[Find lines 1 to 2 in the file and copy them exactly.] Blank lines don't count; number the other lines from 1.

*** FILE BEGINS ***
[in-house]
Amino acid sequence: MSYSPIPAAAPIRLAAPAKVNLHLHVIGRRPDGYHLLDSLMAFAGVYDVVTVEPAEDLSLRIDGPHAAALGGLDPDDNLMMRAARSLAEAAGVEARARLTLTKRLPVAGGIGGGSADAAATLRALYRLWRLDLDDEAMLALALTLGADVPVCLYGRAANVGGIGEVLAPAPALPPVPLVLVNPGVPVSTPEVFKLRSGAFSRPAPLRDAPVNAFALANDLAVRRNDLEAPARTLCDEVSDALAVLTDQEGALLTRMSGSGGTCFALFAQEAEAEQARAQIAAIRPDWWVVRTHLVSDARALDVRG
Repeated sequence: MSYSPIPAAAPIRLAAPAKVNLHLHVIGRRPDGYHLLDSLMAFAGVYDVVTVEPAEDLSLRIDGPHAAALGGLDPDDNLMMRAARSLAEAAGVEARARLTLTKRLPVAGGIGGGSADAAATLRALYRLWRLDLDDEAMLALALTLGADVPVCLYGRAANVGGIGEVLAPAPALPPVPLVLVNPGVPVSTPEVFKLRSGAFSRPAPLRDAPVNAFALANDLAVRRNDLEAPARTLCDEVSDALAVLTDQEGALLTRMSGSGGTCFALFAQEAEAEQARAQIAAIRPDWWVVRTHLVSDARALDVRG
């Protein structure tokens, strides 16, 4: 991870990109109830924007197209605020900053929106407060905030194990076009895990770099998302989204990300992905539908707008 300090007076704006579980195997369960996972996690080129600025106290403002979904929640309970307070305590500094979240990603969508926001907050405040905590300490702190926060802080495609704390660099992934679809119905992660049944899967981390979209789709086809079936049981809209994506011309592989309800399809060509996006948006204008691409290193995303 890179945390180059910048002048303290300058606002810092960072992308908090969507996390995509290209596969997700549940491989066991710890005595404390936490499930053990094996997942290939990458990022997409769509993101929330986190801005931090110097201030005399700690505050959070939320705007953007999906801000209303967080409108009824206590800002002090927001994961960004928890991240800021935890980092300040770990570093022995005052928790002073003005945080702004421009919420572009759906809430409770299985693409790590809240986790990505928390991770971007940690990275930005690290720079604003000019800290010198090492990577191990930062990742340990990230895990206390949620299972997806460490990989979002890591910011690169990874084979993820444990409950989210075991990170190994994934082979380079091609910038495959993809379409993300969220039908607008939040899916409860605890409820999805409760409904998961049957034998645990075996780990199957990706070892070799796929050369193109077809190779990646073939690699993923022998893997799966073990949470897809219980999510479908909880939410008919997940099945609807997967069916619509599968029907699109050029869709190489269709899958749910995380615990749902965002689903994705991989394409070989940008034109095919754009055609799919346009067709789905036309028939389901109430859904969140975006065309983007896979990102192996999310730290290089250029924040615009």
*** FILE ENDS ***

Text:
[in-house]
Amino acid sequence: MSYSPIPAAAPIRLAAPAKVNLHLHVIGRRPDGYHLLDSLMAFAGVYDVVTVEPAEDLSLRIDGPHAAALGGLDPDDNLMMRAARSLAEAAGVEARARLTLTKRLPVAGGIGGGSADAAATLRALYRLWRLDLDDEAMLALALTLGADVPVCLYGRAANVGGIGEVLAPAPALPPVPLVLVNPGVPVSTPEVFKLRSGAFSRPAPLRDAPVNAFALANDLAVRRNDLEAPARTLCDEVSDALAVLTDQEGALLTRMSGSGGTCFALFAQEAEAEQARAQIAAIRPDWWVVRTHLVSDARALDVRG